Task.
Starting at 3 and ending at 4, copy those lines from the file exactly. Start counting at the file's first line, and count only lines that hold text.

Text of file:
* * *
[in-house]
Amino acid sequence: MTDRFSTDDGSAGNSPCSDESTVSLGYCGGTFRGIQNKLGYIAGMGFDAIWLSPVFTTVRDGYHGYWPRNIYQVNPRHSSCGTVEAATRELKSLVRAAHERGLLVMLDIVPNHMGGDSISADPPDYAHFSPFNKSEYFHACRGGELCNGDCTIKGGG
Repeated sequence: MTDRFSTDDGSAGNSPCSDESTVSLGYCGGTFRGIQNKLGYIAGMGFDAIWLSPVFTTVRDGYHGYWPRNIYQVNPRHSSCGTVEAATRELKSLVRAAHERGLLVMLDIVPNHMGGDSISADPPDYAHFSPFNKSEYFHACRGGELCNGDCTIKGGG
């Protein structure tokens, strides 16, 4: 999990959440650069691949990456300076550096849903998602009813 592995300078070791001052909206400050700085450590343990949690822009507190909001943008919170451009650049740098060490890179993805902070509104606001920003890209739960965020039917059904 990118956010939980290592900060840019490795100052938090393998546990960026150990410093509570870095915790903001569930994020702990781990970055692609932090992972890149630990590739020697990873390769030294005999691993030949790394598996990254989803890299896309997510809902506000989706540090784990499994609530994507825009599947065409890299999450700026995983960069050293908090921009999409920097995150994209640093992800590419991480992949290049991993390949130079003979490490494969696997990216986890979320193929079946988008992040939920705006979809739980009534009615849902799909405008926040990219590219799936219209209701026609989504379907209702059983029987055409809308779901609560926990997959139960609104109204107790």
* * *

Repeated sequence: MTDRFSTDDGSAGNSPCSDESTVSLGYCGGTFRGIQNKLGYIAGMGFDAIWLSPVFTTVRDGYHGYWPRNIYQVNPRHSSCGTVEAATRELKSLVRAAHERGLLVMLDIVPNHMGGDSISADPPDYAHFSPFNKSEYFHACRGGELCNGDCTIKGGG
């Protein structure tokens, strides 16, 4: 999990959440650069691949990456300076550096849903998602009813 592995300078070791001052909206400050700085450590343990949690822009507190909001943008919170451009650049740098060490890179993805902070509104606001920003890209739960965020039917059904 990118956010939980290592900060840019490795100052938090393998546990960026150990410093509570870095915790903001569930994020702990781990970055692609932090992972890149630990590739020697990873390769030294005999691993030949790394598996990254989803890299896309997510809902506000989706540090784990499994609530994507825009599947065409890299999450700026995983960069050293908090921009999409920097995150994209640093992800590419991480992949290049991993390949130079003979490490494969696997990216986890979320193929079946988008992040939920705006979809739980009534009615849902799909405008926040990219590219799936219209209701026609989504379907209702059983029987055409809308779901609560926990997959139960609104109204107790």